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Write on the Paper Money!

Discussion in 'Protest Advice' started by Zahava1980, Jun 27, 2009.

  1. Zahava1980 Member

    A great way to protest;)

    Tell every person in Iran to "Down with Khamenei" on the paper money(Tomans)..Money circulates so fast they will not be able to control it.And it will be a reminder!!:eek:
  2. Ray Murphy Member

    It would probably be a criminal offence to deface Iranian currency whilst in Iran, however it might be legal to use U.S. banknotes because U.S. law doesn't apply there - that's if there's any U.S. notes left in the country.
  3. Geraldanthro Member

    I like it

    Spread it far and wide, can't throw away that message.

    G
  4. Criminal offence or not - who is going to know who does it??????? Are they going to arrest the whole country for handling money that has it written on it? Go for it Iran - brilliant idea!
  5. Ray Murphy Member

    If people did break the law and deface Iranian currency in that way, I wonder if the new president of Iran (in a few months time) would be legally able to issue "bulk presidential pardons" or would s/he insist that the penalty be paid [in non-marked bills of course].
  6. God forbid protesters commit a terrible criminal offense like writing on money!

    I'd think a simple "remember Neda" (or something else to emphasize the protests against oppression WITHOUT targeting the system of government itself) may be more effective.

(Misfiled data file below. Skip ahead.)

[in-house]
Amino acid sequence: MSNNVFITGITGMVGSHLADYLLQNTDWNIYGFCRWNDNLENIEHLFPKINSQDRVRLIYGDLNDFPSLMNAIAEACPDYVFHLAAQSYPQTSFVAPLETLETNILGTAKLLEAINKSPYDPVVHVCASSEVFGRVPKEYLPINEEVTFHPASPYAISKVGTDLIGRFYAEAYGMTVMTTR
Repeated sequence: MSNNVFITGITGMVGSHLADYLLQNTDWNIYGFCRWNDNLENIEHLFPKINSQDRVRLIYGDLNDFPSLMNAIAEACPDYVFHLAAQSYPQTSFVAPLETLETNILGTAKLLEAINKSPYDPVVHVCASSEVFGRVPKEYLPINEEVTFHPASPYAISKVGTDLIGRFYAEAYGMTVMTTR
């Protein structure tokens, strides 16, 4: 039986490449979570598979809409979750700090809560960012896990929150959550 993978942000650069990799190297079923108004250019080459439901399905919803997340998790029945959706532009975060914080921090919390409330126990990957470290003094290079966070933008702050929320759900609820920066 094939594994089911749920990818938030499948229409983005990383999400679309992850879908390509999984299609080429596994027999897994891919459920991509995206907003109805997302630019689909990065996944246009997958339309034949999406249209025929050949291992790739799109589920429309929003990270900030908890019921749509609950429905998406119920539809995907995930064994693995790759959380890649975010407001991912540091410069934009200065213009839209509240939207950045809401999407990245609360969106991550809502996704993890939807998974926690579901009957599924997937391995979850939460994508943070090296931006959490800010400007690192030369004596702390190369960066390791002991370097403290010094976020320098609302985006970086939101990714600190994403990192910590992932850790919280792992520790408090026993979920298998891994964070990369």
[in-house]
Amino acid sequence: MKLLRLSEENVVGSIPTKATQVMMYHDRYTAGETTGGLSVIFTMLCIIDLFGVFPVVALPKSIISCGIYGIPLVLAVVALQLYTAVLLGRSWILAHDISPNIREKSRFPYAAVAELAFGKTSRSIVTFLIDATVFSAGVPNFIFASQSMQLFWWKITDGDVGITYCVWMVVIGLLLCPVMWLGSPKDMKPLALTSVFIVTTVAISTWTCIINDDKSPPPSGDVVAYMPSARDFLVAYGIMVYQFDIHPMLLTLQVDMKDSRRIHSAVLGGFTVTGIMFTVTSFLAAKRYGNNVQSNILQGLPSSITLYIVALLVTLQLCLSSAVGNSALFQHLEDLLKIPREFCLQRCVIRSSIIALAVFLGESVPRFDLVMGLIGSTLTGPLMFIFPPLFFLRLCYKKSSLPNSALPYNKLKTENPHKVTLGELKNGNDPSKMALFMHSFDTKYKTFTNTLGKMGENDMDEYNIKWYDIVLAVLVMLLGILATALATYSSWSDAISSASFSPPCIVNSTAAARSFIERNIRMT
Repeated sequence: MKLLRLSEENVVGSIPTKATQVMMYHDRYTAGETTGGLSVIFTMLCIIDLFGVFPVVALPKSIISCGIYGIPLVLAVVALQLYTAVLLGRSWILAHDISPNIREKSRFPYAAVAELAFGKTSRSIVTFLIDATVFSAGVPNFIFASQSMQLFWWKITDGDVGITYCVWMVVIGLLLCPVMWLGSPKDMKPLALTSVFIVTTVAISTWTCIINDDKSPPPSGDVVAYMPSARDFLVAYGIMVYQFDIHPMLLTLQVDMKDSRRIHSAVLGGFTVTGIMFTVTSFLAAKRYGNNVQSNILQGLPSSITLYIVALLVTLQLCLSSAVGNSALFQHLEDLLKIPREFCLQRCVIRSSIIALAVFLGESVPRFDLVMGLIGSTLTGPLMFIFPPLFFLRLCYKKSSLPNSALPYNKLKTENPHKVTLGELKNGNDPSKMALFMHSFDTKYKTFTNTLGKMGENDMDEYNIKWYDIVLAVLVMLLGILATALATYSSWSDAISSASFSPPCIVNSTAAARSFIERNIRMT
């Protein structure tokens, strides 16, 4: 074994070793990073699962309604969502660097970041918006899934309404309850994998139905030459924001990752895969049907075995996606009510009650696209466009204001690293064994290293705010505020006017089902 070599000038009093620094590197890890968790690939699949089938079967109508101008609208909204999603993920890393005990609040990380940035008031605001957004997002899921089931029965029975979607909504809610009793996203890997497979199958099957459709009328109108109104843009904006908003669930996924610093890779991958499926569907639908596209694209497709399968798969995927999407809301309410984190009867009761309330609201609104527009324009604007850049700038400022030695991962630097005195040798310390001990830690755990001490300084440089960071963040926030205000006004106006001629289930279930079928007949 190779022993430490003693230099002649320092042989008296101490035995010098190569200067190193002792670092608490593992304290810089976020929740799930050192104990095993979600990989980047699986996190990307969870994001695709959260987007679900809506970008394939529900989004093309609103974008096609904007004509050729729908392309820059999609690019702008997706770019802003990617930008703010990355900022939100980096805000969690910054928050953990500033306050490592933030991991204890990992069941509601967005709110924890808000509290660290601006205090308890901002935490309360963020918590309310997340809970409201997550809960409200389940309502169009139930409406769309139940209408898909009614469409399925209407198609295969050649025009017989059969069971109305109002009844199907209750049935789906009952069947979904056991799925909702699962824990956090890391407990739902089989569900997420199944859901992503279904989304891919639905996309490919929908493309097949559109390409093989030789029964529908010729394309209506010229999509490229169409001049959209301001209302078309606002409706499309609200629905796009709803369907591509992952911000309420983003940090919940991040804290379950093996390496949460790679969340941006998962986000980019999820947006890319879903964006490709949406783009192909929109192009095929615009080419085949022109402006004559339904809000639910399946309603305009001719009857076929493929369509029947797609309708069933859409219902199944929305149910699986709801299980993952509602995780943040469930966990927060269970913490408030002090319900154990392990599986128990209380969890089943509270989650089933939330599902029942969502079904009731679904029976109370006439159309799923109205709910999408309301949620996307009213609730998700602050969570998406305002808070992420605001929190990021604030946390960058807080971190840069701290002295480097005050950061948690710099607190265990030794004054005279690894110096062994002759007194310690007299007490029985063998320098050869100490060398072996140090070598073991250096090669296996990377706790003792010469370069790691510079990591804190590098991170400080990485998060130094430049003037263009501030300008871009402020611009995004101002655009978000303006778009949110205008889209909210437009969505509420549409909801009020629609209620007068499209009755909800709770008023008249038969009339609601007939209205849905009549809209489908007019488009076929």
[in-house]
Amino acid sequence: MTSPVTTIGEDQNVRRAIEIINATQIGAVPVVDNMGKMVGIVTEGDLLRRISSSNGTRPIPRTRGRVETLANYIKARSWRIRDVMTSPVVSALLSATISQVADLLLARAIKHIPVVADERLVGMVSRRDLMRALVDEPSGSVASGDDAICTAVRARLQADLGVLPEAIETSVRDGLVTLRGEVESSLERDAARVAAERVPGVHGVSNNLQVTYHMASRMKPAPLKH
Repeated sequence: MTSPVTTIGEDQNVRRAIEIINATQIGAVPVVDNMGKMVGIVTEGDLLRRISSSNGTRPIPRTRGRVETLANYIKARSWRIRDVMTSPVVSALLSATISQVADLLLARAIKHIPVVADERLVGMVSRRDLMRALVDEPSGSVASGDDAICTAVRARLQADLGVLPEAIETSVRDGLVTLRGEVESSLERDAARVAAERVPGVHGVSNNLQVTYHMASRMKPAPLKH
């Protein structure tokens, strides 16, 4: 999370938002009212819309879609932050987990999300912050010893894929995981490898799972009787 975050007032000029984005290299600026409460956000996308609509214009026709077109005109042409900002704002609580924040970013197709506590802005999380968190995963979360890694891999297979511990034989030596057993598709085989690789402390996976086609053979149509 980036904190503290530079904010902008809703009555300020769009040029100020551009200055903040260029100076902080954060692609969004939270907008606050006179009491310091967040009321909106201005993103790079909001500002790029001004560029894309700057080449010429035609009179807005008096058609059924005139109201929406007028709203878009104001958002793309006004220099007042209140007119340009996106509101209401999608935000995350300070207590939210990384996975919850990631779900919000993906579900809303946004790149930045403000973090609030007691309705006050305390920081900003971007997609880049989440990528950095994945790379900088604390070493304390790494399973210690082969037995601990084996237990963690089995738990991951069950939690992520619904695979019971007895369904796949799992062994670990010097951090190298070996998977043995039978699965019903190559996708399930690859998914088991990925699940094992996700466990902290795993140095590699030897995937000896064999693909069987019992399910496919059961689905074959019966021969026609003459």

7. Reports on Twitter say that banknotes are already appearing with "Where is my vote?" written on them. I think it's a good idea.
  8. Angelraven Member

    I think it is a bad idea. It is defacing money which is against the law in any country and within a few days, Gov will know about ti and start posting Basiiji in market and just start arresting anyone who has that written on their money.
    I think it is a dangerous plan. JMO

    You cannot get the entire country using it at the same time and who knows which merchants are on the side of the green revolution.. the merchants could start turning people in... .not safe!
  9. Tony C Member

    I agree, very dangerous. Especially for any person using it or in posssion of it. The government is going mental on everything they deem a threat against them. In the states the saying is "Possesion is 9/10 of the law". The Iranian government probably changed that to "Possession is against god and is cause for execution". And like the previous poster stated, you never know which merchant to trust.
  10. But how can they know who wrote it ? Unless you write the stuff in front of a basidj, how will they know you did it ? If all the money has "Where is my vote" written on it, they can't go arresting anyone who has money..

    Just say it was already written on the money when you got it.
  11. mrcruzi Member

    Do it!

    write on it,, who will know ,, write what you feel.. they have already defaced lives ,, why not deface the thing that is most valubale to them...money,,
    after all that is why they are scared to lose power,, because with it they will lose wealth.. so why not remind them everyday when they open there pocket
    of what they have done..
    POWER TO THE PERSIANS!
  12. also, you don't have to write on every single bill, try slipping a few into a stack.
  13. It's a criminal offense to be a part of the protests going on in Iran. Why start playing by the rules now? I say write on EVERYTHING. Money, telephone booths, bathroom walls.... If you can write on it, it needs to be written on!
  14. Ray Murphy Member

    It's not a criminal offence under the Constitution to protest peacefully.

    http://gerdab.ir was out of action 60 secs ago.
  15. Excellent idea.